Understanding Vaccines for Dogs and Cats

Written by: Dr. Jean Hofve, Holistic Veterinarian, DVM

Vaccination Basics

Most dog and cat guardians have never been told the truth about vaccinations. On the contrary, you are likely to get annual notices from your veterinarian that your companion is “due for their annual booster shots.” The evidence against vaccinating, however, is overwhelming. Veterinarians have resisted making changes in the way they vaccinate, many because they are afraid of the liability from failing to vaccinate animals as recommended by the vaccine maker. Some are unwilling to make the effort to educate their clients on the importance of an annual exam, with or without vaccines—it’s easier to just send that postcard. And some simply don’t want to lose their vaccine income. What many veterinarians don’t realize is that there was never any scientific evidence supporting yearly vaccines in the first place.

Why Too Many Vaccines are Dangerous  Vaccinations are a major stress to the immune system. They can not only cause immediate side effects and allergic reactions, but they also contribute to long term problems. Many chronic health issues may be linked to vaccination, including skin allergies, arthritis, thyroid disease, recurrent ear and respiratory infections, irritable bowel disease, neurological conditions (such as aggressive behavior and epilepsy), auto-immune diseases, and cancer. Holistic veterinarians who have been in practice for 20 or 30 years report more serious illnesses in younger and younger animals. It is becoming distressingly common to see cancer in dogs and cats under 5 years of age. Autoimmune diseases are on the rise as well. Our companions are suffering from generations of over-vaccination. When combined with inadequate nutrition, poor breeding practices, and environmental stresses like air pollution, the result is that new generations that are more susceptible to congenital disorders and chronic disease.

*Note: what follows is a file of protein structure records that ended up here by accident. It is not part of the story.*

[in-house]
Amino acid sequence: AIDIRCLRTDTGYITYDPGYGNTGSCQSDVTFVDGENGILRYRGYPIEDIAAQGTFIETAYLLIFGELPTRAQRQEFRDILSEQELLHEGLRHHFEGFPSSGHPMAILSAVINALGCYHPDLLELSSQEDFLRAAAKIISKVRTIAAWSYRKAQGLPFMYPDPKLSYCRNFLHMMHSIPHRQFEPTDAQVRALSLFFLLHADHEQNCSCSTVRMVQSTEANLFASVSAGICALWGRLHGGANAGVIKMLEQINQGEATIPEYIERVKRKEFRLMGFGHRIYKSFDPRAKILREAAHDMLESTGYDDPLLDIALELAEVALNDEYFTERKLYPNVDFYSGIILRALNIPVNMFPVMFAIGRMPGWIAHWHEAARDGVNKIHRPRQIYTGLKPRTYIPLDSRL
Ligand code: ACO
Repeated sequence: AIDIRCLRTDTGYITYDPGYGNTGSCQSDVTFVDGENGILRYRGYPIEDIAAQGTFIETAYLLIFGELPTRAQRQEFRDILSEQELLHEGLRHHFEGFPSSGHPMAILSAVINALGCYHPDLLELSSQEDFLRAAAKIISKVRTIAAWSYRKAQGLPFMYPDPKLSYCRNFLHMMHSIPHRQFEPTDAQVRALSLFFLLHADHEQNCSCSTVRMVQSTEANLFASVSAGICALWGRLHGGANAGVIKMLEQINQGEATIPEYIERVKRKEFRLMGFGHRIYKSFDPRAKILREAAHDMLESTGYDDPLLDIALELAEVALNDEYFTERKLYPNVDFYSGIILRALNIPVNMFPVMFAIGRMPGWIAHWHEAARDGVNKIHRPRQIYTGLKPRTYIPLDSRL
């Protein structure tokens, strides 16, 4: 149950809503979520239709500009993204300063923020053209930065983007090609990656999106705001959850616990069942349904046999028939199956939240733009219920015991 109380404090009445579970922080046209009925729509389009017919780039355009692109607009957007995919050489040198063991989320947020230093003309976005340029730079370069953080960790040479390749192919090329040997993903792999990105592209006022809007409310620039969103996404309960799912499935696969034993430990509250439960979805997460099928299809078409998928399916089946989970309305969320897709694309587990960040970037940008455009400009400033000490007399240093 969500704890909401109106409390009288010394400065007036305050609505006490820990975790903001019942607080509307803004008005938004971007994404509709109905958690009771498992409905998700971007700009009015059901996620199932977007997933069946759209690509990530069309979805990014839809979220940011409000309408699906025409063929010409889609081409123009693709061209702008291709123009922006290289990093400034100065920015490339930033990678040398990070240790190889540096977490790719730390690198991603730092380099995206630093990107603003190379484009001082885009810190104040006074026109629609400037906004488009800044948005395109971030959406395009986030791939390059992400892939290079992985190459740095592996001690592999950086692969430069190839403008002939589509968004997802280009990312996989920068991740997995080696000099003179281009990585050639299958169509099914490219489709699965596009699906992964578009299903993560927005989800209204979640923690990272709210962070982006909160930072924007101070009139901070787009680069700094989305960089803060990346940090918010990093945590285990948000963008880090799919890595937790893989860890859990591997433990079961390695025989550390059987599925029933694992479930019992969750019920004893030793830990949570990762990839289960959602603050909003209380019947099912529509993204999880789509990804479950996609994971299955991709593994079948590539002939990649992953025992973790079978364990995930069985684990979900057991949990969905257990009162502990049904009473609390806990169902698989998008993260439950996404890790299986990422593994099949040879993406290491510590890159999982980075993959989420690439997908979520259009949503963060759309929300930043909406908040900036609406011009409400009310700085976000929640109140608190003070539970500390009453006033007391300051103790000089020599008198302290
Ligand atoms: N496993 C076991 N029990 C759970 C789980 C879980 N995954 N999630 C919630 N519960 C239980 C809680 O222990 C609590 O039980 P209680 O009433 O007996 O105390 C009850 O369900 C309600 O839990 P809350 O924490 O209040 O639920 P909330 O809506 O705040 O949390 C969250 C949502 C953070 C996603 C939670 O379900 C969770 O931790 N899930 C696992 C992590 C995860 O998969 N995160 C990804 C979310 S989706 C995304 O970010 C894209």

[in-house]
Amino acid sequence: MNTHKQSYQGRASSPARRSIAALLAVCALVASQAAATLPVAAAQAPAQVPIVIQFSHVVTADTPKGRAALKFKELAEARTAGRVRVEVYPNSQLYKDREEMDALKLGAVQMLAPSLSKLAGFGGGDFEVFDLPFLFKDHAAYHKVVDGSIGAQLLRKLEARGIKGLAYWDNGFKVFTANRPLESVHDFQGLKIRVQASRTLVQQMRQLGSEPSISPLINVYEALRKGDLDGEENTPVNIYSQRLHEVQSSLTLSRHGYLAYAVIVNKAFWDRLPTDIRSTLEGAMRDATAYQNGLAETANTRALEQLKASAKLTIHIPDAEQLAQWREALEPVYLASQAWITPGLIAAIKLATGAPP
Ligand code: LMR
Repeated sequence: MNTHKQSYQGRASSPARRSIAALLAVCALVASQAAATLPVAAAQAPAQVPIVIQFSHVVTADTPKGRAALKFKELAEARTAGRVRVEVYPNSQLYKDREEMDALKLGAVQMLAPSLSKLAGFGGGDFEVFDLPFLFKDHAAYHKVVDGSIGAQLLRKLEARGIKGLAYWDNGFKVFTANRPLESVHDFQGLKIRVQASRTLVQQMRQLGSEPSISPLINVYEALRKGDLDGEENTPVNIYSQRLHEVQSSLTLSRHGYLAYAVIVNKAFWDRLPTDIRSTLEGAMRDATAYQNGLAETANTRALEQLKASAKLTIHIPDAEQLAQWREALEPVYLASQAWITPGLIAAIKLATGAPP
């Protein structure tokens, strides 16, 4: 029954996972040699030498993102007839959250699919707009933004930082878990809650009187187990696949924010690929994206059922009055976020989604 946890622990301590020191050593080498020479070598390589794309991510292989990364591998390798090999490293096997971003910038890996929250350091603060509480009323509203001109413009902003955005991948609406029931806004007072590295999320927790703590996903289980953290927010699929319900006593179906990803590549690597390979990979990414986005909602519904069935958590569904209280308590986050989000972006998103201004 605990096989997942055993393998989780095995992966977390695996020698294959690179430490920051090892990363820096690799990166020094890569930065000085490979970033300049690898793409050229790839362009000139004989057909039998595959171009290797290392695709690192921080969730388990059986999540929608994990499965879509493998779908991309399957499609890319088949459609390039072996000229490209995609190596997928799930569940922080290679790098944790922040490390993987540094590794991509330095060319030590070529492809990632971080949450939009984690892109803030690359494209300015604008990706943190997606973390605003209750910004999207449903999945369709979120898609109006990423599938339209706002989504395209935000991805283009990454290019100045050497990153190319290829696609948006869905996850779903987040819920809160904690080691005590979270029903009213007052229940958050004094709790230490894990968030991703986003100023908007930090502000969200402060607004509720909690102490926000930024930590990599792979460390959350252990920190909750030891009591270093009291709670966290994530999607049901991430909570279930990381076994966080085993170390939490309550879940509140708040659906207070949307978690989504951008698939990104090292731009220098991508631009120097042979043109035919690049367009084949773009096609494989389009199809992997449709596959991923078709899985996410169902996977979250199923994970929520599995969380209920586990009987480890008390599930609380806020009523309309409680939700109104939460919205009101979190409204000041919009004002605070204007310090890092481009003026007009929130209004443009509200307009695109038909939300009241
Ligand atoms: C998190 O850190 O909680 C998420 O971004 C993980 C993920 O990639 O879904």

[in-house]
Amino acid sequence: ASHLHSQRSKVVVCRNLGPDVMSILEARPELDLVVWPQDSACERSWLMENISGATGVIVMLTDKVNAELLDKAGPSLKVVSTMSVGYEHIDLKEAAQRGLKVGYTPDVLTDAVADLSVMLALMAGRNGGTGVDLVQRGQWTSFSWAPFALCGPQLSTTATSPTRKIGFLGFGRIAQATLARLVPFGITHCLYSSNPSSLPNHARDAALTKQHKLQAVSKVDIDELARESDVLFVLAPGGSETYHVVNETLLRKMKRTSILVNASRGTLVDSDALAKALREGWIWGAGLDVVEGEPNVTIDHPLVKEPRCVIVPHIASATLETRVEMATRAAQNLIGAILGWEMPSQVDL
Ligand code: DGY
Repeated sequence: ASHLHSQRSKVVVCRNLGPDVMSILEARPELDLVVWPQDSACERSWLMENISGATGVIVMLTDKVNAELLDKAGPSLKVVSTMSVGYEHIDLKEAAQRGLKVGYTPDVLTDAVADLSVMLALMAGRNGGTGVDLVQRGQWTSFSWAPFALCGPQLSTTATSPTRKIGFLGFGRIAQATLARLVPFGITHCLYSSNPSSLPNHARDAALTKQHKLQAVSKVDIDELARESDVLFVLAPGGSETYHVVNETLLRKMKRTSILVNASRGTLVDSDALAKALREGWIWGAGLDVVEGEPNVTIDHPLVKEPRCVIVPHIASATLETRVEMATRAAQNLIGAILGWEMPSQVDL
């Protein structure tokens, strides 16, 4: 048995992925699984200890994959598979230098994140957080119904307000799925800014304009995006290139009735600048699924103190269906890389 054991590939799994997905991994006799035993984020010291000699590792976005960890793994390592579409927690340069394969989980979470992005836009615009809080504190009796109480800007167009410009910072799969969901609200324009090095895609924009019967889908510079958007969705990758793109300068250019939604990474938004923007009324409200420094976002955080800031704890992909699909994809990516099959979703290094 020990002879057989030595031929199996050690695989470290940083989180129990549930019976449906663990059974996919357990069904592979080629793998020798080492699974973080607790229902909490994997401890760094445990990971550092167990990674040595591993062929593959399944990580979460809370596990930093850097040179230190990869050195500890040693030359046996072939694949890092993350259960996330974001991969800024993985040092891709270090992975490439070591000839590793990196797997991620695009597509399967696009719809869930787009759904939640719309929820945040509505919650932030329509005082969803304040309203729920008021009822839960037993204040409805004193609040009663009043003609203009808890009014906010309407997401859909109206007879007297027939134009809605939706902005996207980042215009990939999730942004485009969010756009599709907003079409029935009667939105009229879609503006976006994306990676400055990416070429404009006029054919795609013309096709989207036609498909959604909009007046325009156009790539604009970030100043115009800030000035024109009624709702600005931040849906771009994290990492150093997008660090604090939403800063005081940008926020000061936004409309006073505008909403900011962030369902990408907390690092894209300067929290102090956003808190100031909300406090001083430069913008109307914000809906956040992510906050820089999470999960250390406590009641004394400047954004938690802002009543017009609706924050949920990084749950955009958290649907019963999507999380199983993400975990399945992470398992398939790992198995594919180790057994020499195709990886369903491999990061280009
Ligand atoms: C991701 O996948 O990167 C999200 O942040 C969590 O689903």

A Basic Vaccination Strategy  An initial two- or three- vaccine series for kittens and puppies is necessary for most vaccines to be effective. Vaccines should be given at least 3 weeks apart; there is little published research suggesting an outside limit, but at least a 4-8 week interval is probably safe and effective. The animal should be between 8 and 12 weeks of age before vaccinating. The common breeders’ practice of vaccinating pups at 2 weeks of age and then every 2 weeks is useless, not to mention harmful to young puppies’ immune systems. Up until and for at least 2 weeks after the first vaccine, keep your pet away from parks and pet stores, where deadly viruses like parvo can remain infectious for years.

If your pet does have an adverse reaction,Thuja can be helpful. It is the primary vaccinosis (adverse reaction to a vaccine) remedy for all species. If you must have your pet vaccinated, it is a good idea to give a dose ofThuja 30C within two hours of the injection. It is also helpful in case of immediate vaccine reactions such as vomiting or diarrhea occurring within a few hours of the shot. Rabies is another matter; it has been reported in every state except Hawaii, and if you get it, it will kill you. One rabies vaccine at six months of age and a booster one year later will protect most pets for life, in terms of immunology. Because rabies is such a severe public health threat, regular rabies vaccination is required by law in many states, cities, and counties. Your local animal control can tell you what the requirements are where you live. Never vaccinate a sick, injured, or weakened animal. WAIT until the animal is healthy. Vaccinating an already-compromised immune system is almost sure to worsen the problem!